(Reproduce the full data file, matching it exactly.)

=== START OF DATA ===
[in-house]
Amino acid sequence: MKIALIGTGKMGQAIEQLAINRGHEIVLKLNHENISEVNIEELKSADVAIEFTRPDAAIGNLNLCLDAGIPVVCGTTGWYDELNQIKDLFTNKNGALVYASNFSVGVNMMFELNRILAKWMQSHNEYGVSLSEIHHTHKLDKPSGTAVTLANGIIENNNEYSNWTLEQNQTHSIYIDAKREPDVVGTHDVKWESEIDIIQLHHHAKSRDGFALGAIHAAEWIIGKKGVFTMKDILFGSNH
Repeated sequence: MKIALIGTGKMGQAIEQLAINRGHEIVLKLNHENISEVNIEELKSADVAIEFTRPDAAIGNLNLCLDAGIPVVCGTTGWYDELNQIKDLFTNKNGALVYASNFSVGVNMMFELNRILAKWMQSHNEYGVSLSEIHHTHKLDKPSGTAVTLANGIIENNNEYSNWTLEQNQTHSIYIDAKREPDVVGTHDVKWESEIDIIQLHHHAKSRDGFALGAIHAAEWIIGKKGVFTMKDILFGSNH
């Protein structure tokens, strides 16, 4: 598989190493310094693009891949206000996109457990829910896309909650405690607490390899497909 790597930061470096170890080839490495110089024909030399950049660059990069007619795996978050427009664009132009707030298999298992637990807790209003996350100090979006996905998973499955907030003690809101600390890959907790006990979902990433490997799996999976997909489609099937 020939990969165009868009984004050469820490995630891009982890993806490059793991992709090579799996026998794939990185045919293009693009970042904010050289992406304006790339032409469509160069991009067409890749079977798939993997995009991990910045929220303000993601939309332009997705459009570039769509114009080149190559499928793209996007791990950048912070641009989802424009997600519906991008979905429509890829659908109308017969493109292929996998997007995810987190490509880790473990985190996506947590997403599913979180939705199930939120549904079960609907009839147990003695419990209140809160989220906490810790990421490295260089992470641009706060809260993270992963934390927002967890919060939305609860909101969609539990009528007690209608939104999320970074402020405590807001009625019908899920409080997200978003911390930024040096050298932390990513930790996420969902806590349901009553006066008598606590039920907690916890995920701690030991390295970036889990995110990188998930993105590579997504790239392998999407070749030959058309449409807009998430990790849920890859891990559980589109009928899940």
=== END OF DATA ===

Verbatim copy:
[in-house]
Amino acid sequence: MKIALIGTGKMGQAIEQLAINRGHEIVLKLNHENISEVNIEELKSADVAIEFTRPDAAIGNLNLCLDAGIPVVCGTTGWYDELNQIKDLFTNKNGALVYASNFSVGVNMMFELNRILAKWMQSHNEYGVSLSEIHHTHKLDKPSGTAVTLANGIIENNNEYSNWTLEQNQTHSIYIDAKREPDVVGTHDVKWESEIDIIQLHHHAKSRDGFALGAIHAAEWIIGKKGVFTMKDILFGSNH
Repeated sequence: MKIALIGTGKMGQAIEQLAINRGHEIVLKLNHENISEVNIEELKSADVAIEFTRPDAAIGNLNLCLDAGIPVVCGTTGWYDELNQIKDLFTNKNGALVYASNFSVGVNMMFELNRILAKWMQSHNEYGVSLSEIHHTHKLDKPSGTAVTLANGIIENNNEYSNWTLEQNQTHSIYIDAKREPDVVGTHDVKWESEIDIIQLHHHAKSRDGFALGAIHAAEWIIGKKGVFTMKDILFGSNH
């Protein structure tokens, strides 16, 4: 598989190493310094693009891949206000996109457990829910896309909650405690607490390899497909 790597930061470096170890080839490495110089024909030399950049660059990069007619795996978050427009664009132009707030298999298992637990807790209003996350100090979006996905998973499955907030003690809101600390890959907790006990979902990433490997799996999976997909489609099937 020939990969165009868009984004050469820490995630891009982890993806490059793991992709090579799996026998794939990185045919293009693009970042904010050289992406304006790339032409469509160069991009067409890749079977798939993997995009991990910045929220303000993601939309332009997705459009570039769509114009080149190559499928793209996007791990950048912070641009989802424009997600519906991008979905429509890829659908109308017969493109292929996998997007995810987190490509880790473990985190996506947590997403599913979180939705199930939120549904079960609907009839147990003695419990209140809160989220906490810790990421490295260089992470641009706060809260993270992963934390927002967890919060939305609860909101969609539990009528007690209608939104999320970074402020405590807001009625019908899920409080997200978003911390930024040096050298932390990513930790996420969902806590349901009553006066008598606590039920907690916890995920701690030991390295970036889990995110990188998930993105590579997504790239392998999407070749030959058309449409807009998430990790849920890859891990559980589109009928899940």